Dry, gritty, and devoid of humour, The Report follows the US Senate Intelligence Committee’s investigation into the CIA’s use of torture following 9/11. Written and directed by Scott Z. Burns, the film spans over a decade of US political history as its protagonist, staffer Daniel J. Jones (Adam Driver), embarks on a mission to bring the CIA to account.
In the aftermath of the attacks, the CIA used a system of torture (described as “enhanced interrogation techniques”) to gain information from suspected terrorists. Unlawful, immoral and ineffective, it was carried out at ‘black sites’ across the US at a time when George Bush was famously saying that the USA “does not torture”.
Tasked with investigating the CIA’s use of torture, Jones spent five years producing his 6,700-page report, which exposed those involved in the torturing, as well as the joint efforts of the CIA and White House to cover it up. Burns depicts Jones’ personal involvement in the investigation using flashback, recounting political events through a delicately personal lens.
Reminiscent of Beau Willimon’s House of Cards, the film maintains a serious realism on account of Burns’ attention to the intricacies of US politics. Entrenched in its institutional context, the dialogue throughout the film is lengthy and filled with jargon. However, outstanding performances from a reputable cast save it from being dull.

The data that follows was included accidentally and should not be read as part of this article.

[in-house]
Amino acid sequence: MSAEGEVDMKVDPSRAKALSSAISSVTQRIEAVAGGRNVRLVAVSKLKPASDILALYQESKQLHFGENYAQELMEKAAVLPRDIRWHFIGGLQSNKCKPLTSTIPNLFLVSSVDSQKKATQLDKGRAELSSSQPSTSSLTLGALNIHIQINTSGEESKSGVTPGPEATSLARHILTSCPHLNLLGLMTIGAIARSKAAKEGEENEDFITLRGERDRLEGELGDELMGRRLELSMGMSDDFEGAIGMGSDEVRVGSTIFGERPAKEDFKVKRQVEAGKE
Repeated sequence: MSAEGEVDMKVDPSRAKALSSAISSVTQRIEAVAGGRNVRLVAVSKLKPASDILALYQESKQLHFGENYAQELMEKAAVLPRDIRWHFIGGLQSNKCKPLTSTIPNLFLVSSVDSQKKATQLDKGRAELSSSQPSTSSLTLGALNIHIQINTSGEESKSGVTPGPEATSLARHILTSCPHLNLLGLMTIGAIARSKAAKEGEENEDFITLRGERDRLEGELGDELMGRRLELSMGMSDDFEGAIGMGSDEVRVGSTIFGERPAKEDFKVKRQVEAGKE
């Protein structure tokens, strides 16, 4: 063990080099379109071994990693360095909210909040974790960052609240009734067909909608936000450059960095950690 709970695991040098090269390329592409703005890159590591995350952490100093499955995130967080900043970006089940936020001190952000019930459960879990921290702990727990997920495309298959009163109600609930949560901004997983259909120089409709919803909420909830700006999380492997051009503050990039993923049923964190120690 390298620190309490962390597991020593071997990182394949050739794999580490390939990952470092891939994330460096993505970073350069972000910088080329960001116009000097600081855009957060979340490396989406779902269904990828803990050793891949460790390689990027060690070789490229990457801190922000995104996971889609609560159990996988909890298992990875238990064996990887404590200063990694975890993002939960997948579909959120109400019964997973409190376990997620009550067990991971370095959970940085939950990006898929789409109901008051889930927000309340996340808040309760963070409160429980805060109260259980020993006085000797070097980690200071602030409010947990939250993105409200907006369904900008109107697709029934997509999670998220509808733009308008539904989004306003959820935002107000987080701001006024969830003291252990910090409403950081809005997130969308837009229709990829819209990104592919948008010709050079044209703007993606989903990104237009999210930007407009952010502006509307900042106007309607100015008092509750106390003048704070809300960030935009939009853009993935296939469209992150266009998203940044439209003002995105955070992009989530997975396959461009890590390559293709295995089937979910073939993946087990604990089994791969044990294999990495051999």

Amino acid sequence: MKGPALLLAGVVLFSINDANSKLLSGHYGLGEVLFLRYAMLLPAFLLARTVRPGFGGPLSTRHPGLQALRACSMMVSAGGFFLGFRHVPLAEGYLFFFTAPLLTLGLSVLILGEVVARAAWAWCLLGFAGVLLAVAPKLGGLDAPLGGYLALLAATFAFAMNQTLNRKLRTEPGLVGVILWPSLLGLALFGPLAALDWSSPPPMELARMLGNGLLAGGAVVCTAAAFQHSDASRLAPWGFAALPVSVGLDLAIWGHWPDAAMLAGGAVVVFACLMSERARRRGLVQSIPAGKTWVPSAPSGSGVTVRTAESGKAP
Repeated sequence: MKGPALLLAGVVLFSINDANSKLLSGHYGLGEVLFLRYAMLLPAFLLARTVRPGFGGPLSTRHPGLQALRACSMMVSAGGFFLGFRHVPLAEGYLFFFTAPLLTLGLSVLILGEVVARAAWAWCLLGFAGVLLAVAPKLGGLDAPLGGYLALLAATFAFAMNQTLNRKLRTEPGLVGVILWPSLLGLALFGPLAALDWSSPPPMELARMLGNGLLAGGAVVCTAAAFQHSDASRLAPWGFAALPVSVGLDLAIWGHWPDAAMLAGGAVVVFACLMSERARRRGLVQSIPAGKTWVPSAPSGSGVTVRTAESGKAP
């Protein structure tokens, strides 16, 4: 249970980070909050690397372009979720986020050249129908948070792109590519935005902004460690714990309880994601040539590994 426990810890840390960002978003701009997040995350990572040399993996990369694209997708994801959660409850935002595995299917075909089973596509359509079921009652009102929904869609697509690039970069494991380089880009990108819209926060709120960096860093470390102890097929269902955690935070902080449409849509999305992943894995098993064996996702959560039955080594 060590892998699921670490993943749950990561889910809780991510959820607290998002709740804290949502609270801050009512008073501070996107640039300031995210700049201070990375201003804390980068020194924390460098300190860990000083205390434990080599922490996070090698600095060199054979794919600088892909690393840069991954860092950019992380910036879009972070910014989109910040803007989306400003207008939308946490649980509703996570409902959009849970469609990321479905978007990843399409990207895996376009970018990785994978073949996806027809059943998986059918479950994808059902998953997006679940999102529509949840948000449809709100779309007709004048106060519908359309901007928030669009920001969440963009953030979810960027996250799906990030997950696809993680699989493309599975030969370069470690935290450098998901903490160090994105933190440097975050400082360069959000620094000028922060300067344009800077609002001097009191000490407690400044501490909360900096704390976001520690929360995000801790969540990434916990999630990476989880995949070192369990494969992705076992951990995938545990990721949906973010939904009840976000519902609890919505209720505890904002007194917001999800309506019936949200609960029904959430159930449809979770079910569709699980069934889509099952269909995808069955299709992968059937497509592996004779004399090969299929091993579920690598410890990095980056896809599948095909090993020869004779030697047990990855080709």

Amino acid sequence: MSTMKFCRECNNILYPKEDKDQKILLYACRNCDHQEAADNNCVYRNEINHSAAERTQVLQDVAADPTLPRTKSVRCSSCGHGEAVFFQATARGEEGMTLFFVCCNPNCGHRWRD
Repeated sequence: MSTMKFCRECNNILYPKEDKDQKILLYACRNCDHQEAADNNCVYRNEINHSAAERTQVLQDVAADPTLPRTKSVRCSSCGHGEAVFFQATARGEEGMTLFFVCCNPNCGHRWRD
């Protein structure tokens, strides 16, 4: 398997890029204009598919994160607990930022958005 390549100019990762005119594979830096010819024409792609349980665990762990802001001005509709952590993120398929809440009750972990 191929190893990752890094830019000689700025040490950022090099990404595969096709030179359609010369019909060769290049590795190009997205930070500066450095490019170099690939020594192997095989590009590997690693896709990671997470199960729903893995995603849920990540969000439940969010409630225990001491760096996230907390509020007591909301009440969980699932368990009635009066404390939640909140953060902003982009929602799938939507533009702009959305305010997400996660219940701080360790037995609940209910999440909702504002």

I was particularly impressed by Annette Bening’s flawless portrayal of Californian Senator Dianne Feinstein, capturing her tireless determination and loyal professionalism. Similarly, Driver conveys Jones’ unfaltering dedication to the investigation, which made me feel very sympathetic towards him and his efforts to uphold justice.
The torture scenes are graphic and make for difficult viewing, though Burn’s willingness to depict the United States’ methods is a credit. He is not shy in exposing their brutality and unequivocal immorality. However, Burns also reminds us that during the early noughties in America, public opinion was divided over the torture of suspected terrorists. The country was badly shaken by 9/11, and many people believed that the government should be authorised to do whatever it needed to protect national security, a question this film wrestles with.
There’s no mistaking that The Report is an American film. There are good guys and bad guys, and the best guy is an American hero. While its subject matter is exciting and relevant, the film lacks an epic scope. The cinematography is unoriginal, and Burns’ commitment to realism can be repetitive. What really carries it is the quality of the cast, whose stellar acting adds variety to the (at times interminable) dialogue and gives their characters a compelling depth.
Overall, I enjoyed the film and would recommend it, though I struggle to see it being one of the year’s best works.